At this point, we’re old friends. About 5 or 6 years ago, I worked camera on one of his music videos, a couple of albums back. He lives in El Paso now. He’s an honorary Texan. He records there and built a studio there and has his record label based out of there. Him and his wife Angie – it was just one of those things where you meet someone and you just keep them in mind. A half a year later when he was doing his new album with REVOLTING COCKS, he called me and wanted me to do animation for him. I did this animated music video for him and that was the start of our friendship. I love hanging out with Al, Angie, their dogs and their crew. They have a tight-knit crew that’s really fun and kind of crazy. He and I have a really similar sense of humor and creativity even though we execute it differently. We just get each other in a weird way. We lead totally different lives, but there’s this weird understanding and connection there. And so, I did a few music videos for them. Did the tour visuals for MINISTRY for a couple of years. When WICKED LAKE came up, he was just really excited for me. He was like, “Man, I want to read the script. I just want to see what this is. I’m really happy for you.” He read it and said, “Dude, you have to let me do something! I can do score work, I could be in the movie. Whatever you want.” So, that’s how that came together. He was just so eager and happy to help me out, and just came on board totally gung-ho. And it’s kind of perfect for his creative trajectory, or his creative life, because he had just technically put to bed MINISTRY and put to bed REVOLTING COCKS, so his plate was clean and he was just into hanging around the studio and playing around. He was recording 70’s covers, which ended up being the last MINISTRY album. He was just experimenting, so that really lent itself to the spirit of working on the score for WICKED LAKE and the songs that ended up being in it.

Well, that’s amazing that he would offer to help out in that way.

It means a lot to me that he got involved and that he cared.

Awesome! The DVD for WICKED LAKE is officially out now. Anything we can expect on the disc, any goodies?

I put together the special features myself. Growing up in the dawn of laser discs, and then the dawn of DVD’s, the most exciting thing back in the day was getting a Criterion disc and seeing extras. And seeing how they’ve changed as DVD’s have taken over. It’s become the expected thing to have features, and some times they’re kind of sub-par. I put together a weird bunch of deleted scenes and takes that I just couldn’t use in the film. Bloopers, and a weird reel of 20 minutes of extras. We had so much fun on the shoot itself. It was like a rock n’ roll 15 day shoot, but with the community, it was like summer camp! Everyone was taken out of their element, they came out from LA. They got taken to this small city in Texas and everybody’s staying away from home, and we’ve got this Texas family of crew, and everyone just bonded and it became this working party in a way. It was like being at summer camp and I wanted something to capture that spirit. We had a great still photographer that chronicled everything. Instead of one of those stills gallery that you flip through, we edited together like a photo montage to music, which captures the spirit. Like most things these days, there’s stuff always held back for the inevitable 3 disc double dip or whatever. (Laughs) Lucky McKee and his dad Mike (who’s actually in the film); when he wasn’t working and Lucky was just around, they basically shot documentary footage. They probably have 10 times more footage then what was actually shot for the film.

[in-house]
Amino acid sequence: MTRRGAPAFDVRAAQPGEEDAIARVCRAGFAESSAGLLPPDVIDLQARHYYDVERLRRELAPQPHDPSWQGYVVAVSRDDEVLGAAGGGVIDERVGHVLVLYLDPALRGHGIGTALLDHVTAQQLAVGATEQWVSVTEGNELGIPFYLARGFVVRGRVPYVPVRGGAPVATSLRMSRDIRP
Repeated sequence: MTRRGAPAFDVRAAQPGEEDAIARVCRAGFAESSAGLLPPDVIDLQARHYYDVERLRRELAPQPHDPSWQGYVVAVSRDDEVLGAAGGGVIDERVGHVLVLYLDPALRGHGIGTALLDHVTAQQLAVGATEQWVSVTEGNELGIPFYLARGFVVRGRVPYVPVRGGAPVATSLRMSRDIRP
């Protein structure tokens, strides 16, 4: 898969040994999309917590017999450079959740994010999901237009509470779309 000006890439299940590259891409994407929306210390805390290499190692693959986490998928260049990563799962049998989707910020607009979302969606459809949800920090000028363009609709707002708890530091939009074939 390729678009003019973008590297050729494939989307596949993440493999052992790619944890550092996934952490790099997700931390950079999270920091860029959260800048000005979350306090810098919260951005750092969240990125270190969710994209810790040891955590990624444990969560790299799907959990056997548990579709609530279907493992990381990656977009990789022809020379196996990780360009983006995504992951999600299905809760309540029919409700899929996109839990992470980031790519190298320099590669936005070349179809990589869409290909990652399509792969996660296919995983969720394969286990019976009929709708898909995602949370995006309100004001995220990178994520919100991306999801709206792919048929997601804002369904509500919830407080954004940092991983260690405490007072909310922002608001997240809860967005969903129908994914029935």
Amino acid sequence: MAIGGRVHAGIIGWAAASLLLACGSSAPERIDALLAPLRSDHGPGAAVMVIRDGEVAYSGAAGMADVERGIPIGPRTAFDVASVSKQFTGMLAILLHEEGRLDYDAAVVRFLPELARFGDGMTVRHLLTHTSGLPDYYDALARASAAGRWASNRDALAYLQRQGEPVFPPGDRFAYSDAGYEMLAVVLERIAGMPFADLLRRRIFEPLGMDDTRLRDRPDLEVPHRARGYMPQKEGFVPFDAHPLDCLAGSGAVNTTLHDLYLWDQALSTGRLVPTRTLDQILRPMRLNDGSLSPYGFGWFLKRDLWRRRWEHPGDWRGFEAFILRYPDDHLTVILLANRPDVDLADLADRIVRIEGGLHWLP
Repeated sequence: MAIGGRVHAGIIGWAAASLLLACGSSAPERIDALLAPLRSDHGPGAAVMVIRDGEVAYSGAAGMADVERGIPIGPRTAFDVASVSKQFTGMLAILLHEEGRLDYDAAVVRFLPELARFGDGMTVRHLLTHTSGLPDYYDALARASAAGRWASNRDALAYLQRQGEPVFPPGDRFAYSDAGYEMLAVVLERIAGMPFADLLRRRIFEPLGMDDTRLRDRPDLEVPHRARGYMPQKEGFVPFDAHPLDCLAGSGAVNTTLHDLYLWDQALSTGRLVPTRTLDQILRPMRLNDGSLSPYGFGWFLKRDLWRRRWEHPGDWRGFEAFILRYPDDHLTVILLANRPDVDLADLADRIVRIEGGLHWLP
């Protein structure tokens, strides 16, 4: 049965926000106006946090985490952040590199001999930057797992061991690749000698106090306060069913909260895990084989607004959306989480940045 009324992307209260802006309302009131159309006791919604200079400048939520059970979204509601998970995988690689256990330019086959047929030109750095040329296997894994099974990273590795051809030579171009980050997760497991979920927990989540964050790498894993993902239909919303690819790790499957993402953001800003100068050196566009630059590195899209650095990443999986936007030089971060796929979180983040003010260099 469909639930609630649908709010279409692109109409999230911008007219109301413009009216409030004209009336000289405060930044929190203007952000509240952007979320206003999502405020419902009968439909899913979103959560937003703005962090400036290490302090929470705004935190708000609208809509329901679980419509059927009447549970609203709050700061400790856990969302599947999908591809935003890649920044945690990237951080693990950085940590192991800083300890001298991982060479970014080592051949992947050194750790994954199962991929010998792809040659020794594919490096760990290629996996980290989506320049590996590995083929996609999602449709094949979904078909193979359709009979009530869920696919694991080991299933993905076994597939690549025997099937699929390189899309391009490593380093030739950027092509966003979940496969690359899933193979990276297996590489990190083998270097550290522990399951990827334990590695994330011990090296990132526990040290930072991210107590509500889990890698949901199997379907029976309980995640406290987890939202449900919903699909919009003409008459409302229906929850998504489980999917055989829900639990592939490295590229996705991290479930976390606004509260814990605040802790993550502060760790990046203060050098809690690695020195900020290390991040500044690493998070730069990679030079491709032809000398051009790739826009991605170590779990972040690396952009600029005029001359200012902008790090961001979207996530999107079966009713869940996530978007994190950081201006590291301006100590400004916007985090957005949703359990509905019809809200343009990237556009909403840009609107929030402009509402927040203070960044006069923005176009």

(Laughs) Wow.

So this stuff is all out there. And I know he’s just started editing that and I know it’ll end up as it’s own feature length feature.

So what’s next for you?

There’s a couple of things. I’ve been writing a lot. I’ve got 2 more genre films that I’d really like to do. I have a weird psychedelic biker horror teen love story. I would love the chance to do that next year. Before WICKED LAKE started, I had co-directed a film with Justin Stone who played Fred in WICKED LAKE. Chris had shot part of it. It’s this long old-school 70’s drug, road freak-out film. In the wake of WICKED LAKE, I’ve been putting some of that money towards finishing that film. I’m getting the final sound elements now like the score and whatnot. I hope that’ll be done in November. It’s called MOTEL, GLIMPSE.

I’ll look for it! Zach, thanks so much for your time!

Special thanks to Victor Bonacore!